Regulatory peptides

Selected tetrapeptides lead to a GLP-1 release from the human enteroendocrine cell line NCI-H716.

PMID 21070823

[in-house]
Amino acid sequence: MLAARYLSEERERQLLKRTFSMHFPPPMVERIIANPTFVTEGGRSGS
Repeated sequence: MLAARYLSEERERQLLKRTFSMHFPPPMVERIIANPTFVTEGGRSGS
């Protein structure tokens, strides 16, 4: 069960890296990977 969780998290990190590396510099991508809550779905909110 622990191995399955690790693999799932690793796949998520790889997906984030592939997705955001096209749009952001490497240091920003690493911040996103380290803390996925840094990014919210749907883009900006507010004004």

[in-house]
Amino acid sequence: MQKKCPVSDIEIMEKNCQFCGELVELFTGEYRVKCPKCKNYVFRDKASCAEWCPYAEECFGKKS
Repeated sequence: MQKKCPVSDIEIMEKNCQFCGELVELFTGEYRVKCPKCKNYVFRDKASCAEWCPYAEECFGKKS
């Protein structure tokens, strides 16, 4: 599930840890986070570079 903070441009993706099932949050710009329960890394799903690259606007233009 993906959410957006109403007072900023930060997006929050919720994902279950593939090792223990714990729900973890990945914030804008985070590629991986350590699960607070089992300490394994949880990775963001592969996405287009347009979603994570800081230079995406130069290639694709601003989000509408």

Enteroendocrine cells in the intestine sense the luminal contents and have been shown to respond to not only fatty acids, proteins, and monosaccharides but also artificial sweeteners and bitter compounds. Secretion of hormones such as CCK and GLP-1 from these cells is often associated with a rise in intracellular calcium concentration [Ca²+](i). The human NCI-H716 enteroendocrine cell line has been described as a proper model to study GLP-1 secretion in response to amino acids and protein hydrolysates. Here, we describe that NCI-H716 cells specifically respond to selective tetrapeptides such as tetra-glycine, tetra-alanine and Gly-Trp-Gly-Gly with a dose-dependent [Ca²+](i) response and a GLP-1 secretion, whereas selected free amino acids, dipeptides, tripeptides and pentapeptides failed to elicit such a response. Hormone secretion was not associated with changes in cAMP levels in the cells. The calcium-dependence of hormone secretion appears to involve store-operated calcium channels (SOCCs), since the SOCC blocker 2-APB abolished both the [Ca²+](i) response and GLP-1 release upon tetra-glycine stimulation. The nature of the sensor currently remains elusive, and no obvious common structural pattern in tetrapeptides eliciting GLP-1 secretion was identified. This tetrapeptide sensing in NCI-H716 cells may be underlying the effective stimulation of hormone secretion shown for various protein hydrolysates, and could involve a novel G-protein-coupled receptor (GPCR).